The slippery slope people were right
Indulge me for a moment while I explain how my thinking on gay rights evolved over a period of about twenty years. As a person with a definite libertarian streak, I have always thought that sexual behavior between consenting adults in private, including the gay kind, is none of my business. It's not that I ever rooted for gay sexual activity. It's just that I could really not care less; it had no impact on my life.
Then, around the turn of the century, some gay people in the Bay Area became more activist around gay rights. A common protest slogan at the time was: "We're here! We're queer! Get used to it!" So the issue for me went from "I don't care because it has no impact on my life" to "should I tolerate sexual expression in public?" Nowadays, there are events in San Francisco like the Folsom Street Fair (an annual event) where attendees perform sexual acts in public, in full view of non-attendee passersby, including children. Say what you want about whether such behavior comports with the general community standards of a place like San Francisco, but I'm not down. Sure, I don't live in San Francisco, but it's a fifteen-minute drive from home.
Fast-forward to now, and the "slippery slope" that some commenters warned about has morphed into a triple-black-diamond ski run. The point is that the people who warned about the slippery slope were right, and the people who dismissed the slippery slope argument with their cries of "For Pete's sake! No one's talking about (gay "marriage," changing genders...fill in the blank)" were wrong — at least on the issue of gay rights.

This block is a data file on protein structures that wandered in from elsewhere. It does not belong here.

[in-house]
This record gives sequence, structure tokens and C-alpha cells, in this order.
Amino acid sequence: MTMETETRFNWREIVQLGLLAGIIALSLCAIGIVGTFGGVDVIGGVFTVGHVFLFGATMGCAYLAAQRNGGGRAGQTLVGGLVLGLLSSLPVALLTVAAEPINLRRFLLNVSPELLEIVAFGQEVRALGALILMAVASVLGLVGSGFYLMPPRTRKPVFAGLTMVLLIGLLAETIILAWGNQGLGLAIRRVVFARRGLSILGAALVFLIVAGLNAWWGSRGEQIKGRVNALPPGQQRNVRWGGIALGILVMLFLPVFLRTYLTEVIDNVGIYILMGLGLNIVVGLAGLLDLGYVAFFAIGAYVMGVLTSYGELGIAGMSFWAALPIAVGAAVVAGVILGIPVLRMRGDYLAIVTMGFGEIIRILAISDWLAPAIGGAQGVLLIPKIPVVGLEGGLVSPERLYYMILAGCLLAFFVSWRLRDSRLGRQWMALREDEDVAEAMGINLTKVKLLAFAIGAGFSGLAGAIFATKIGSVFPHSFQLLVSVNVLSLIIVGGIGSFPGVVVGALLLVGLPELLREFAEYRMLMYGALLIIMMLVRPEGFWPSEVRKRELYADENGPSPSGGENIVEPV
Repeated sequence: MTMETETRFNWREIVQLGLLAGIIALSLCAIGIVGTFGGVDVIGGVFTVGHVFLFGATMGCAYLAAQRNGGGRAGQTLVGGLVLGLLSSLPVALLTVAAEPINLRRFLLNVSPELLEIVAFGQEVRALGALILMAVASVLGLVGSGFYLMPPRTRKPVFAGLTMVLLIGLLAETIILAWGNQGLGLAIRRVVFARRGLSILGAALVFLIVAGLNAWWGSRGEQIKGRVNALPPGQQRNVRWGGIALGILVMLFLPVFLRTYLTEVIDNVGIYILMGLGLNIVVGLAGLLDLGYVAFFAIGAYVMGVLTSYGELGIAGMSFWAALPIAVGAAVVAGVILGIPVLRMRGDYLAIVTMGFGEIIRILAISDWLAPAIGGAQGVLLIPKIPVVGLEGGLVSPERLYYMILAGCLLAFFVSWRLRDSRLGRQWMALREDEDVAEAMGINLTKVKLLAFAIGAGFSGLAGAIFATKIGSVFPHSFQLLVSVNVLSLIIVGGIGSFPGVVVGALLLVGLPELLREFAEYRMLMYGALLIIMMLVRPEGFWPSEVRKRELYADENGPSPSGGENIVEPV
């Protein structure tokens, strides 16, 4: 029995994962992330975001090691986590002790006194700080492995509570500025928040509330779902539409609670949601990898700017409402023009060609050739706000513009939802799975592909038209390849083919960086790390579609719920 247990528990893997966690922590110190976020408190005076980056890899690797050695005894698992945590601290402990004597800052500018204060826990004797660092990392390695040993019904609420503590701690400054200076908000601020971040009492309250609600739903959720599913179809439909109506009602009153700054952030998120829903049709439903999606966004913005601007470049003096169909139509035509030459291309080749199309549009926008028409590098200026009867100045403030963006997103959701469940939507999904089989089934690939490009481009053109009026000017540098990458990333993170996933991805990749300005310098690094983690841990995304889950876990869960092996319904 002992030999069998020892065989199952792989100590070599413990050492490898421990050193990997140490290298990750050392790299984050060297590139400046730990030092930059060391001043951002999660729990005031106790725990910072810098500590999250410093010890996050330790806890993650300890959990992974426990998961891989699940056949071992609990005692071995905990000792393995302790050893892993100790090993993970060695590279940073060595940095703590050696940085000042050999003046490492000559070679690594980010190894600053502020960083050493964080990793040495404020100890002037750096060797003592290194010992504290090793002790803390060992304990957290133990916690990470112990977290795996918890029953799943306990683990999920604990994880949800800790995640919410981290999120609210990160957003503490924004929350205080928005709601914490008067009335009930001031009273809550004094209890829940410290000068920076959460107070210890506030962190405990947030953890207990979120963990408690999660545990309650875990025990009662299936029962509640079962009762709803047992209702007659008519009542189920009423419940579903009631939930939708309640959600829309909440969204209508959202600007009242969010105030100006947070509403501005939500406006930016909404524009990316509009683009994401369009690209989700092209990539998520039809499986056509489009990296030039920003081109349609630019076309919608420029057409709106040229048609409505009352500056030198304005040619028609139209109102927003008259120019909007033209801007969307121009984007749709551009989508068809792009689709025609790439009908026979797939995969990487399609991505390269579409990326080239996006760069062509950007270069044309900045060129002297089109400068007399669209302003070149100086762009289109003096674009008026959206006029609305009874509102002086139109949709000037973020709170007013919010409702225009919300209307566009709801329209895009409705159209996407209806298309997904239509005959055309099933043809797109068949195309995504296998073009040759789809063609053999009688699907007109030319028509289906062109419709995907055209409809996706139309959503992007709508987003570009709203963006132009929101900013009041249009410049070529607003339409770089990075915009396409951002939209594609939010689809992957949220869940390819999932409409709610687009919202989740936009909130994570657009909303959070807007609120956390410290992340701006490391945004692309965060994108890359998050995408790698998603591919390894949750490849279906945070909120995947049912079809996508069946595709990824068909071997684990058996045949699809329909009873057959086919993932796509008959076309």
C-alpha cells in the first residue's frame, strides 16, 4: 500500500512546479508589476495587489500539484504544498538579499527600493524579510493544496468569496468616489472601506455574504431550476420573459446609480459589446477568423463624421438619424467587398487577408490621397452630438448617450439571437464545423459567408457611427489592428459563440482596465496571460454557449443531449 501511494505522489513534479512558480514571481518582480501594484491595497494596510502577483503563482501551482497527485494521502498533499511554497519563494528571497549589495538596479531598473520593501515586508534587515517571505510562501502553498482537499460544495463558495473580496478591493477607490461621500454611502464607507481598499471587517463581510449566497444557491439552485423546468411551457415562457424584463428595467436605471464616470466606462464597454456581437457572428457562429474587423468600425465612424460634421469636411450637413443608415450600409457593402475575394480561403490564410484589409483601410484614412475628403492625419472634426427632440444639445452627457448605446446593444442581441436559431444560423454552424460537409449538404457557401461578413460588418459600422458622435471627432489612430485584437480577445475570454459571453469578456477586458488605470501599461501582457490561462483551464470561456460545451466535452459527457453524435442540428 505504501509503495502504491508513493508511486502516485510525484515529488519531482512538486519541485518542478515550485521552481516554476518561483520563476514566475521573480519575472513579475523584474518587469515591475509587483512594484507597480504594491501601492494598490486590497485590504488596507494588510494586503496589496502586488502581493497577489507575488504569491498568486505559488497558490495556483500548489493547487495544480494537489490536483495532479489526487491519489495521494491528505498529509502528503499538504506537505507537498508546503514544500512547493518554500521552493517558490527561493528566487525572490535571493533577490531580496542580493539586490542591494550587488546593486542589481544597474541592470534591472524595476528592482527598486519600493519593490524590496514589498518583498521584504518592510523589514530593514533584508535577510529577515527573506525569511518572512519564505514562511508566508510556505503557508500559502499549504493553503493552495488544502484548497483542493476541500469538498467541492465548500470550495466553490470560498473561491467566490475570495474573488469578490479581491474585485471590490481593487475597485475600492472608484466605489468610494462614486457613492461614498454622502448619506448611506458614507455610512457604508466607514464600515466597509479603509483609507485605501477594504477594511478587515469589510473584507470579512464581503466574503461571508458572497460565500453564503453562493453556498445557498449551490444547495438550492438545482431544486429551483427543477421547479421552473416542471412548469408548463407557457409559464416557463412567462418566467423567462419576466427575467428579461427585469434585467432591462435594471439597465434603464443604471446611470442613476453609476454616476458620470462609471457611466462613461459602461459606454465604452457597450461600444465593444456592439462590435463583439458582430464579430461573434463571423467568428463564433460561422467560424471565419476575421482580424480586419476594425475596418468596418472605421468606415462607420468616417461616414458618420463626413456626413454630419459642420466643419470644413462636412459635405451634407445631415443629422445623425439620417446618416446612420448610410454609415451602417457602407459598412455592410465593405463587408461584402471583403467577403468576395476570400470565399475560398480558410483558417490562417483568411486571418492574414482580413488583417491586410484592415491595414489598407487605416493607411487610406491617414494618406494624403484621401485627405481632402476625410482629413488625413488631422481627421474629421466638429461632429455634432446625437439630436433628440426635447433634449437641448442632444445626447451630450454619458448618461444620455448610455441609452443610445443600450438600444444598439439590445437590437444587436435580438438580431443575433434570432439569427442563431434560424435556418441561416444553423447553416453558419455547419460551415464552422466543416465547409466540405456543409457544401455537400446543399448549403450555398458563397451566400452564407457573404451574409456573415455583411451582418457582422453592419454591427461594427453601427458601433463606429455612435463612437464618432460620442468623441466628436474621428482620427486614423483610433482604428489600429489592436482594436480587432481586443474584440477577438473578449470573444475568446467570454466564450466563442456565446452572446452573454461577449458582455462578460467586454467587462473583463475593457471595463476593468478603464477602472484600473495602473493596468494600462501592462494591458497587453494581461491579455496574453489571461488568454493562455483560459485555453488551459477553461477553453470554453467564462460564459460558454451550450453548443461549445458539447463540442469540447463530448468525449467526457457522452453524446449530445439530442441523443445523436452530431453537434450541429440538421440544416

I don't know whether the "no one's talking about" people are genuine when they say that; my guess is it's a clever diversion to limit discussion to the immediate without consideration of the long-term implications. Either way, I'm not buying it anymore. The only question for me is the next thing that no one's talking about. Legalized pedophilia? Human-robot marriage? Legalized bestiality? It's time for people to take these scenarios seriously while there is still a modicum of community standards resisting such horrors. Because even though some might say "no one's talking about" it, you can sure bet there are some activist people thinking it.
Now, let's move on to gay "marriage." I'm not a fan, though I did have an alternative in mind (too late now), which some of my friends dismissed as unworkable back before Newsom started "marrying" people at City Hall in 2004. Specifically, why is the government in the marriage business in the first place? Wouldn't it be better to convey legal status to couples for purposes of taxation, medical access, etc., through universal civil unions? If it were handled that way, any couple, same-sex or not, could be treated equally under the law, without mixing up the legal side of things with the religious-sociological implications of redefining marriage. People who want to be married, in addition to having their civil union, could have a separate ceremony at church willing to accept them for that purpose. Just a thought, and like I said, it's too late now.
Image: Max Pixel.
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